that the people are very nice judges of the
defects and excellencies of their orators ;
so that there are very few of them that can
perfectly please the public ear ; that their
verbs have as many moods and tenses as
the Greek verbs have, and, besides this,
that the accusative or object always makes
a part of the verb. Thus, one verb signi-
fies to drink wine ; another, to drink water ;
one, to kill a brother ; another, to kill an ene-
my ; so that the verb very often expresses
the whole sentence.



I believe, in all languages of nations
which we account civilized, the several parts
of speech have been separated from one an-
other, and are often expressed by words
proper to them. But in all of them, and in
some more than in others, several parts of
speech are often combined in one word, not
from necessity, but for the sake of elegance
and beauty.

Thus, in the Latin and Greek verbs, be-
sides the radical signification of the verb,
its voice, mood, tense, person, and number
are all expressed in one word. In nouns,
both substantive and adjective, we have the
noun, together with its case, number, and
gender, in one word. Nor is this owing to
a want of words in those languages to ex-
press separately those accidents of verbs and
nouns. It seems rather to be a matter of
choice, to give greater beauty and strength
to the language. By this expedient, much
may be said in few words — and these, lofty
and sonorous words, with a beautiful variety
and harmony of termination, and great
power of inversion ; which are qualities of
great importance in poetry and eloquence.

In language, as in many other things,
necessity, convenience, and long practice,
have, without the rules of art, produced
artifices, which the artist or the philosopher
has reason to admire, which, sitting in his
chair, he would never have been able to
invent, and which, now that they are in-
vented, he finds it very difficult to reduce
to principles of art.

I believe the principles of the art of lan-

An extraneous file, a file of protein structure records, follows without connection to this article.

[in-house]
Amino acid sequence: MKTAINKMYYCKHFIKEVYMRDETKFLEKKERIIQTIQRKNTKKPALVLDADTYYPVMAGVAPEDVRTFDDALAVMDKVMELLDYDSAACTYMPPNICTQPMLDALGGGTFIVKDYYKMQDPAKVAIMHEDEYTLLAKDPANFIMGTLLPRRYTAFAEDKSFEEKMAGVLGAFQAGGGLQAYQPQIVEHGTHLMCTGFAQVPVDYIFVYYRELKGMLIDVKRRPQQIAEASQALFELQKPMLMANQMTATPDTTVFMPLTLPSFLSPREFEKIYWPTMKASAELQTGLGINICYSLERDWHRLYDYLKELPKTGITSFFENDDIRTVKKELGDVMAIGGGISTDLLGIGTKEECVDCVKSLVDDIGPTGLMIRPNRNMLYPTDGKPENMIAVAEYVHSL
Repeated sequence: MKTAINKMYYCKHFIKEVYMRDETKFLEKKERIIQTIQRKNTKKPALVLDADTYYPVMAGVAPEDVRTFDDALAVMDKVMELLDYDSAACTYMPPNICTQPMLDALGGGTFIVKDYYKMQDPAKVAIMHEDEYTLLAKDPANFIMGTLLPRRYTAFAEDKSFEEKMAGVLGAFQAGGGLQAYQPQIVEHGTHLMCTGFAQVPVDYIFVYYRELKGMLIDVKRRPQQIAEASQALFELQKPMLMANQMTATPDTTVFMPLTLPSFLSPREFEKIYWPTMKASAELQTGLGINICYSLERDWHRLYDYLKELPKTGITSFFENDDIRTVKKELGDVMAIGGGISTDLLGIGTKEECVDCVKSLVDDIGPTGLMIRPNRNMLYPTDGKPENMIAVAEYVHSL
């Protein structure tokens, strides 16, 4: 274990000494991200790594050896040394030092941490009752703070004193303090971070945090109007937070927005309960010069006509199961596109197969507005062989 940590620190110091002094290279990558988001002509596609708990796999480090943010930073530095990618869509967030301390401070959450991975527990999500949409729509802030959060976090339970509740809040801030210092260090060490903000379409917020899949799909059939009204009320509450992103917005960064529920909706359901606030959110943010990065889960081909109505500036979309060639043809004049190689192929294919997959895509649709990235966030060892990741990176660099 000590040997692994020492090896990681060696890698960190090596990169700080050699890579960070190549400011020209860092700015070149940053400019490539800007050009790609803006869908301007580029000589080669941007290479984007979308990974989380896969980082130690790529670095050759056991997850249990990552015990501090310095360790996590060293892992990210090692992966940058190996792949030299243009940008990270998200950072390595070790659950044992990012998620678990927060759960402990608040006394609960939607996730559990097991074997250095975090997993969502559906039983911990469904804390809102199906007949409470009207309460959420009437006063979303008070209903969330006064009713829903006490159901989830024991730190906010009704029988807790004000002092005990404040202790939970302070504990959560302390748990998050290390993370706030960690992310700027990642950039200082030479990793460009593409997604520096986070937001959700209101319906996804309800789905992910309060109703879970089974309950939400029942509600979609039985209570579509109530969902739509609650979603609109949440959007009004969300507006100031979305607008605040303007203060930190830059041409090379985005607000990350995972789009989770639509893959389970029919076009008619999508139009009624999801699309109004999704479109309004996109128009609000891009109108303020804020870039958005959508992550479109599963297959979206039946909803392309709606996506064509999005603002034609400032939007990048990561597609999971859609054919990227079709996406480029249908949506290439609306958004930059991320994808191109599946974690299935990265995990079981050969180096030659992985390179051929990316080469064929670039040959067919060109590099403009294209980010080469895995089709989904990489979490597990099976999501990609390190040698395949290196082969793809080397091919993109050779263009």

guage are to be found in a just analysis of
the various species of sentences. Aristotle
and the logicians have analysed one species —
vO wit, the proposition. To enumerate and
analyse the other species, must, I think, be
the foundation of a just theory of language.
—I am, dear Sir, yours affectionately,
Tho. Reid.

Aug. 26, 1787.


Dear Sir, — I received yours of Feb. 19,
and last evening received, by the fly, the
very acceptable present of the new edition
of your father's works, for which I heartily
thank you. I have read the Life, which I
think well wrote. I am much obliged to
the author* of it for the notice he has taken
of me; but I wish he had spared some
epithets, which I could not read to myself
without a blush ; I have exceptions to
some things in the narrative, but they
relate to unimportant circumstances. The
quotation from " Whiston's Memoirs" de-
lighted me, and does honour to Scotland.-)-

• Lord Woodhouselee. — H.

t It iB of the following purpott : — Speaking of Dr

Perhaps it might have been added, that
James, the brother of David, was at that
time teaching the same doctrine, as a Pro-
fessor of Philosophy, in another Scotch
university. I have by me a thesis he
published in 1690, which is a compend of
the conclusions of Newton's " Principia,"
I have always heard, by tradition, that D.
Gregory, the astronomer, was chosen to be
preceptor to the Duke of Gloucester, Queen
Ann's son ; but whether his entering upon
that office was prevented by his death, or
by the death of the young prince, I know
not. I have also heard that the Profession
of Modern History in Oxford was erected in
favour of his son, David, when he came
home from his travels.*

I am happy in the account you give me
of our friend, William. I hope he will
continue the race of the Gregories, if you
do not — which, however, I do not yet de-
spair of. Our University has sent a petition
to the House of Commons, in favour of the
African slaves. I hope yours will not be
the last in this humane design ; and that
the Clergy of Scotland will likewise join in
it. I comfort my greyhairswiththe thoughts
that the world is growing better, having long
resolved to resist the common sentiment of
old age, that it is always growing worse.
I am grown so deaf that I can only converse
with one person, and that when he speaks
into my left ear ; but I hope to resist that
depression of spirits which commonly at-
tends that disorder. I can see people con-
versing together without any uneasiness ;
the only difficulty is, when a laugh is raised,
whether to laugh at one does not know what,

David Gregory, when Professor of Mathematics at
Edinburgh, Whiston says — « He had already caused
several of his scholars to keep acts, as we call them,
upon several branches of the Newtonian philosophy,
while we at Cambridge, poor wretches ! were ignomi-
niously studying the fictitious hypotheses of the Carte-